activism

A rag-tag group of privacy advocates, internet activists, journalists and organizations have banded together and have written an open letter to Skype, calling on the communications giant to "publicly document Skype’s security and privacy practices."

The letter, which is addressed to Skype Division President Tony Bates, Microsoft Chief Privacy Officer Brendon Lynch, Microsoft General Counsel Brad Smith, says that the members of the group who authored it rely on Skype to communicate under circumstances where privacy and security are imperative and that it would be doing them a great service to know just what they can expect.

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Sprint customers have taken to the streets, er, the internet, and created an online petition to show that they want some new Windows phones.  The move comes after Sprint Vice President of Product Realization David Owens expressed his lack of enthusiasm for WP7.  Owens said that the HTC Arrive, Sprint's only WP7 device, sold poorly because Microsoft has done a poor job of promoting their mobile OS.  While this may have been true early on, Sprint certainly made no effort on their part either.  In fact, they went so far as to make the Arrive the poster child for their trade-in program.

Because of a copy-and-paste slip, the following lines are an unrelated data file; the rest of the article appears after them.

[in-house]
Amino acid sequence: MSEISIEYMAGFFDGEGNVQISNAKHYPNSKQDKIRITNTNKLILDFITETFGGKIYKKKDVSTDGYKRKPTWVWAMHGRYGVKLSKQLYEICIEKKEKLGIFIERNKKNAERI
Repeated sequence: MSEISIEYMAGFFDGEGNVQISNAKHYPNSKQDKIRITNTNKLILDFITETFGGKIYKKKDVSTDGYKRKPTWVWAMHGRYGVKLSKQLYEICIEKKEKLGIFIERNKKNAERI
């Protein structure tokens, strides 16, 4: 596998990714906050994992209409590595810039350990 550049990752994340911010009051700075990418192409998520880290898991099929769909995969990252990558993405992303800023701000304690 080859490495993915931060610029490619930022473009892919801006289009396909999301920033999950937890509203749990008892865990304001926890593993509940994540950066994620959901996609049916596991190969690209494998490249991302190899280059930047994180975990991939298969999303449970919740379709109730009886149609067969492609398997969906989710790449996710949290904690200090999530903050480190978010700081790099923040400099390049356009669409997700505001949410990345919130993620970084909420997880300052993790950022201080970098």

The online petition explains the frustration that Sprint users feel as they see other carriers, most-notably AT&T, getting some fantastic devices, like the HTC Titan II and Nokia's Lumia 900 (Ace).  This is counter to what David Owens described, citing customer complaints and returns based on unpleasant user experiences. Sprint's own website shows, however, shows very high marks in customer reviews and was also in the top ten most highly-rated phones on Amazon.

The petition is still young, and thusly, has few signatures.  We're not sure if it will light a fire under the third-largest carrier in the U.S., but but stranger things have happened.  Verizon recently canned a plan to hike up their fees because of a huge public outcry that began on the internet.  Of course, that would have affected most, if not all, Verizon users, whereas this is only a fraction of Sprint's customer base.  But that doesn't mean people shouldn't try.  If you feel strongly about Sprit's reluctance to adopt more Windows phones, hit up the source link below and let it be known.

Source: SignOn; Thanks, Cris, for the tip!

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